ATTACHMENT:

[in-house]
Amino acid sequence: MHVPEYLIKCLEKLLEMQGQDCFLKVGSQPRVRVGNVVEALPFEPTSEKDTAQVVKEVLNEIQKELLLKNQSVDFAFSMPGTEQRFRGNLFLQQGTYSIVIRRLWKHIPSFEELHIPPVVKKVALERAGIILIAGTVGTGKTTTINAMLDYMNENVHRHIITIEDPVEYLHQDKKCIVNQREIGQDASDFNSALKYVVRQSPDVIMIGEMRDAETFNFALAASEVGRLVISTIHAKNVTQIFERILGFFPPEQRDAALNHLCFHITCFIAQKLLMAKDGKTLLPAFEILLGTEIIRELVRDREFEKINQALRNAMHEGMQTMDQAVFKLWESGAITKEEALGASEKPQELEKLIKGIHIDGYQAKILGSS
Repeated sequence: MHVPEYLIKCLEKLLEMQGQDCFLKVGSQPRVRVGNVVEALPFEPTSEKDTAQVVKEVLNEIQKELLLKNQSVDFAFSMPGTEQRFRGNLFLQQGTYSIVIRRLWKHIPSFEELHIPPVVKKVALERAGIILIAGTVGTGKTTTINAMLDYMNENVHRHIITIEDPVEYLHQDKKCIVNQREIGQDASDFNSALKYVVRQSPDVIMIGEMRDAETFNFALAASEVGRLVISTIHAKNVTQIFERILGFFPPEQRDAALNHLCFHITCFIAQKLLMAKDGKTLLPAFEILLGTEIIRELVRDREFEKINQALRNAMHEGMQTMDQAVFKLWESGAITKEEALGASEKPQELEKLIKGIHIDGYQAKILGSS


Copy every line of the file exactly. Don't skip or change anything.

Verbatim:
[in-house]
Amino acid sequence: MHVPEYLIKCLEKLLEMQGQDCFLKVGSQPRVRVGNVVEALPFEPTSEKDTAQVVKEVLNEIQKELLLKNQSVDFAFSMPGTEQRFRGNLFLQQGTYSIVIRRLWKHIPSFEELHIPPVVKKVALERAGIILIAGTVGTGKTTTINAMLDYMNENVHRHIITIEDPVEYLHQDKKCIVNQREIGQDASDFNSALKYVVRQSPDVIMIGEMRDAETFNFALAASEVGRLVISTIHAKNVTQIFERILGFFPPEQRDAALNHLCFHITCFIAQKLLMAKDGKTLLPAFEILLGTEIIRELVRDREFEKINQALRNAMHEGMQTMDQAVFKLWESGAITKEEALGASEKPQELEKLIKGIHIDGYQAKILGSS
Repeated sequence: MHVPEYLIKCLEKLLEMQGQDCFLKVGSQPRVRVGNVVEALPFEPTSEKDTAQVVKEVLNEIQKELLLKNQSVDFAFSMPGTEQRFRGNLFLQQGTYSIVIRRLWKHIPSFEELHIPPVVKKVALERAGIILIAGTVGTGKTTTINAMLDYMNENVHRHIITIEDPVEYLHQDKKCIVNQREIGQDASDFNSALKYVVRQSPDVIMIGEMRDAETFNFALAASEVGRLVISTIHAKNVTQIFERILGFFPPEQRDAALNHLCFHITCFIAQKLLMAKDGKTLLPAFEILLGTEIIRELVRDREFEKINQALRNAMHEGMQTMDQAVFKLWESGAITKEEALGASEKPQELEKLIKGIHIDGYQAKILGSS